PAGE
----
Activists condemn Portland Police staffing increase

Critical Resistance Portland and the Care Not Cops: Mental Health Care, Not Policing campaign held their Envisioning Community Safety Forum Saturday, May 5 at Hughes Memorial United Methodist Church in Northeast Portland. The forum addressed the role of policing in mental health care, specifically in the context of Mayor Ted Wheeler’s recent budget compromise to hire 55 new officers by the end of Portland Police Bureau’s 2019–2020 budget.

Care Not Cops is a community campaign dedicated to divesting from PPB in favor of community-based mental health first responders. “We…are grounded in the belief that policing endangers the health and well-being of communities,” reads a January 2018 statement posted on the Critical Resistance website.

“With the City of Portland prioritizing policing rather than trained community-based mental health first responders,” the statement continues, “mental health instances are punished or criminalized and can lead to incarceration, injury or death, rather than effective and lasting support.”

Following the April 7 police shooting of John Elifritz, an individual who may have been experiencing a mental health crisis, PPB has been under scrutiny for its tactics in dealing with individuals experiencing mental health issues. According to The Portland Mercury, a Multnomah County grand jury determined on May 9 the use of deadly force against Elifritz—who PPB said it believes was holding a knife—was justified and officers involved should not be charged. However, Elifritz’s family might still bring a wrongful death suit against PPB, and the Bureau is still conducting an internal review.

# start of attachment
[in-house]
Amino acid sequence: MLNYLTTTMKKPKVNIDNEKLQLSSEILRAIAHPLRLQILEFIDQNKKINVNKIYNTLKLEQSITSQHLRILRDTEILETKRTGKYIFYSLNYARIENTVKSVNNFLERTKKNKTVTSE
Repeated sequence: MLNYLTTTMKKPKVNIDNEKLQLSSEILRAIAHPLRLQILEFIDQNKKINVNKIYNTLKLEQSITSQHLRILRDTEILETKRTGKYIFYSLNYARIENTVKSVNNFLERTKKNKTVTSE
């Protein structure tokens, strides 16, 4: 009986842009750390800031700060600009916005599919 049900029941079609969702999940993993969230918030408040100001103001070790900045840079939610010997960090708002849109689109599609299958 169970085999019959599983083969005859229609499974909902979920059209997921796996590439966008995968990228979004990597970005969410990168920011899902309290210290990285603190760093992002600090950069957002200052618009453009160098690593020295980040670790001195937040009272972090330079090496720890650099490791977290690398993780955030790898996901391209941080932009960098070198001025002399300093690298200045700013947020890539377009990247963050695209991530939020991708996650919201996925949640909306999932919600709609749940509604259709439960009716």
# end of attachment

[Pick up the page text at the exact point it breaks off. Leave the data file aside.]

Other organizations in attendance included Don’t Shoot Portland, Enlace: Organizing for Racial and Economic Justice, Mental Health Providers Unite!, Rethinking Psychiatry, the National Lawyers Guild and the Western Regional Advocacy Project.

The forum featured a question and answer session with Portland City Council candidates Julia DeGraw and Nicholas Sutton, which primarily revolved around police treatment of houseless people and those with mental illnesses.

Sutton expressed opposition to funding increases for PPB. “The power of the police needs to be taken from the mayor, and instead the communities [being] policed need to be the ones directing the police,” he said. “Police should not be handling mental health issues.”

“We should not be hiring a single new police officer,” DeGraw added. “We have a terrible contract with the Portland police, [and] they are held to no accountability for their actions.”

After the Q-and-A, several partner organizations went in-depth about their goals. The Western Regional Advocacy Project has been working in conjunction with Street Roots on a homeless bill of rights in Colorado, California and Oregon consisting of five demands.

They include “the right to move freely, rest, sleep, and be protected in public spaces without harassment or discrimination,” “the right to occupy a legally parked vehicle,” “the right to share food and eat in public,” “the right to legal counsel if being prosecuted” and “the right to 24-hour hygiene facilities.”

The forum concluded with representatives from each organization sharing their viewpoints on the PPB budget increase and issues surrounding policing in general including violence, racism and the treatment of communities facing mental illnesses and houselessness.

“We need better representation for the ethnic and impoverished communities of Portland,” one attendee said, “not more policing.”